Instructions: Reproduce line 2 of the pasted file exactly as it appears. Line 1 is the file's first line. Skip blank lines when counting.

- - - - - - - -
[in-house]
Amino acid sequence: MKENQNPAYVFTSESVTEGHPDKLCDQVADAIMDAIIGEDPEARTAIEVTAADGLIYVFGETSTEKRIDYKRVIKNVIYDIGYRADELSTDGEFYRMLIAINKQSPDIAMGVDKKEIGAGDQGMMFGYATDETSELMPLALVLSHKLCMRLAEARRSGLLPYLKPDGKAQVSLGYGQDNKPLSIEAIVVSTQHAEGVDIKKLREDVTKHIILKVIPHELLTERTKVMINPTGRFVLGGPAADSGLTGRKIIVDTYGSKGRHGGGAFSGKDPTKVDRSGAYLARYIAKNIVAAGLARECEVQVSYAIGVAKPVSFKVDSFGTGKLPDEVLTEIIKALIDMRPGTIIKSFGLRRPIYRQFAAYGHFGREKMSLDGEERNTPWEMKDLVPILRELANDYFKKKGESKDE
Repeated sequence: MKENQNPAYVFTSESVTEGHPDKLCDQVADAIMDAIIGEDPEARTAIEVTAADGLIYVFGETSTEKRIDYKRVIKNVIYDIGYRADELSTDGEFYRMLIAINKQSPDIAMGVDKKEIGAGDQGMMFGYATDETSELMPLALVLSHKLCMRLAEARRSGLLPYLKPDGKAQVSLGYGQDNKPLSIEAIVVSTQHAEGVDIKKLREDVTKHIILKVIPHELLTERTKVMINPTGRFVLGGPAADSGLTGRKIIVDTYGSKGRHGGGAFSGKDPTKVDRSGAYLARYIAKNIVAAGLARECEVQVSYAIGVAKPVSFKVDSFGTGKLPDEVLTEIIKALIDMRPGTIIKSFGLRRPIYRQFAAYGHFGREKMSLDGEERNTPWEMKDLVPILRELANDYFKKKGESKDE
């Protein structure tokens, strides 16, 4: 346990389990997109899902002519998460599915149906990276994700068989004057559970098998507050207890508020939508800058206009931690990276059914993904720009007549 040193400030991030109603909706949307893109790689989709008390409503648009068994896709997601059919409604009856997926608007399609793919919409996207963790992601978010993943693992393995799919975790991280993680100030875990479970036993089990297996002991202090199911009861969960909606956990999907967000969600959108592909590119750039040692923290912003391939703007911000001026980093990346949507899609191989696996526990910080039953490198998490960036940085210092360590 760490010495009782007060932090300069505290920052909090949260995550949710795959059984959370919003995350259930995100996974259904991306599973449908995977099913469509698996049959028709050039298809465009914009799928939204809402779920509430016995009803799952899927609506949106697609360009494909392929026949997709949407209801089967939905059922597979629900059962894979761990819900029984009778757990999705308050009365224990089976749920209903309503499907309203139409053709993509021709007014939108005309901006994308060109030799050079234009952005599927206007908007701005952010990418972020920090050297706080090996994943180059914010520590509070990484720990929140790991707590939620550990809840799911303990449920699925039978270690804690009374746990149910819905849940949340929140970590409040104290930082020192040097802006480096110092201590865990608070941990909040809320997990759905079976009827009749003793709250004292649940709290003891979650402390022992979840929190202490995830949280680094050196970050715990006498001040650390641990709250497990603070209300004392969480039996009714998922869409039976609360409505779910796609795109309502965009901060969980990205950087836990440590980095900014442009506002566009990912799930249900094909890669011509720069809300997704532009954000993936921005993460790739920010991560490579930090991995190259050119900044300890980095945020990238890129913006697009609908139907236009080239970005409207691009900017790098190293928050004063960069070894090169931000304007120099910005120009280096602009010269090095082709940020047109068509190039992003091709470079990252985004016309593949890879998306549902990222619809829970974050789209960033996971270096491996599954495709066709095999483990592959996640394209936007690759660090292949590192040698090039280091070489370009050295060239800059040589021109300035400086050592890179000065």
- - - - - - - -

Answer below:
Amino acid sequence: MKENQNPAYVFTSESVTEGHPDKLCDQVADAIMDAIIGEDPEARTAIEVTAADGLIYVFGETSTEKRIDYKRVIKNVIYDIGYRADELSTDGEFYRMLIAINKQSPDIAMGVDKKEIGAGDQGMMFGYATDETSELMPLALVLSHKLCMRLAEARRSGLLPYLKPDGKAQVSLGYGQDNKPLSIEAIVVSTQHAEGVDIKKLREDVTKHIILKVIPHELLTERTKVMINPTGRFVLGGPAADSGLTGRKIIVDTYGSKGRHGGGAFSGKDPTKVDRSGAYLARYIAKNIVAAGLARECEVQVSYAIGVAKPVSFKVDSFGTGKLPDEVLTEIIKALIDMRPGTIIKSFGLRRPIYRQFAAYGHFGREKMSLDGEERNTPWEMKDLVPILRELANDYFKKKGESKDE